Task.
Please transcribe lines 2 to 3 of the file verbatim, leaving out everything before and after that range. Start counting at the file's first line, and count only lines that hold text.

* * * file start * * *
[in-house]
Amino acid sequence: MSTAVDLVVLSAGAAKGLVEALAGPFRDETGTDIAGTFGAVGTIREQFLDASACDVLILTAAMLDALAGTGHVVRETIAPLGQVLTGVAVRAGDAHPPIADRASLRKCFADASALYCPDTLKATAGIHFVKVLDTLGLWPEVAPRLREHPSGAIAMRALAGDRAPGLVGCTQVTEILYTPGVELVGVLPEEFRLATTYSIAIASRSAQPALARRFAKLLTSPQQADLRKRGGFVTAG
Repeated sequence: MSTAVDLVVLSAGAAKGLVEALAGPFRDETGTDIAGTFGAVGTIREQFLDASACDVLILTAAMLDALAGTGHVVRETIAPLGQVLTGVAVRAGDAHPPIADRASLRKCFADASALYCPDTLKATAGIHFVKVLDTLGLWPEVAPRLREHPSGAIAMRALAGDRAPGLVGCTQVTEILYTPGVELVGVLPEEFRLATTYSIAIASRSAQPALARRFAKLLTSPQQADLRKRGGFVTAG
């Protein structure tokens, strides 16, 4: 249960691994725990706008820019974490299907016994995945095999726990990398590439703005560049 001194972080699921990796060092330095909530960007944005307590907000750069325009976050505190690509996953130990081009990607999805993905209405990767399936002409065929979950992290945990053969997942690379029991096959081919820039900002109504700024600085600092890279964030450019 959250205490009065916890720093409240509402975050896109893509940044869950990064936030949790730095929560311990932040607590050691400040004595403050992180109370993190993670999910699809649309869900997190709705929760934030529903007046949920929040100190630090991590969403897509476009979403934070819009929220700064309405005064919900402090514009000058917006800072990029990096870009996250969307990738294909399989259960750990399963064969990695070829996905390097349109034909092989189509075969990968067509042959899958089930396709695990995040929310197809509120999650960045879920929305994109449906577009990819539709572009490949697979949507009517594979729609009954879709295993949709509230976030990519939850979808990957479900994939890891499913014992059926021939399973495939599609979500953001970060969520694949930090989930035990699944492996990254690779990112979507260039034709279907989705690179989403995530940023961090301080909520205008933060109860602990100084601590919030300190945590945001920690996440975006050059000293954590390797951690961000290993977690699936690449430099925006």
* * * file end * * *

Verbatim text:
Amino acid sequence: MSTAVDLVVLSAGAAKGLVEALAGPFRDETGTDIAGTFGAVGTIREQFLDASACDVLILTAAMLDALAGTGHVVRETIAPLGQVLTGVAVRAGDAHPPIADRASLRKCFADASALYCPDTLKATAGIHFVKVLDTLGLWPEVAPRLREHPSGAIAMRALAGDRAPGLVGCTQVTEILYTPGVELVGVLPEEFRLATTYSIAIASRSAQPALARRFAKLLTSPQQADLRKRGGFVTAG
Repeated sequence: MSTAVDLVVLSAGAAKGLVEALAGPFRDETGTDIAGTFGAVGTIREQFLDASACDVLILTAAMLDALAGTGHVVRETIAPLGQVLTGVAVRAGDAHPPIADRASLRKCFADASALYCPDTLKATAGIHFVKVLDTLGLWPEVAPRLREHPSGAIAMRALAGDRAPGLVGCTQVTEILYTPGVELVGVLPEEFRLATTYSIAIASRSAQPALARRFAKLLTSPQQADLRKRGGFVTAG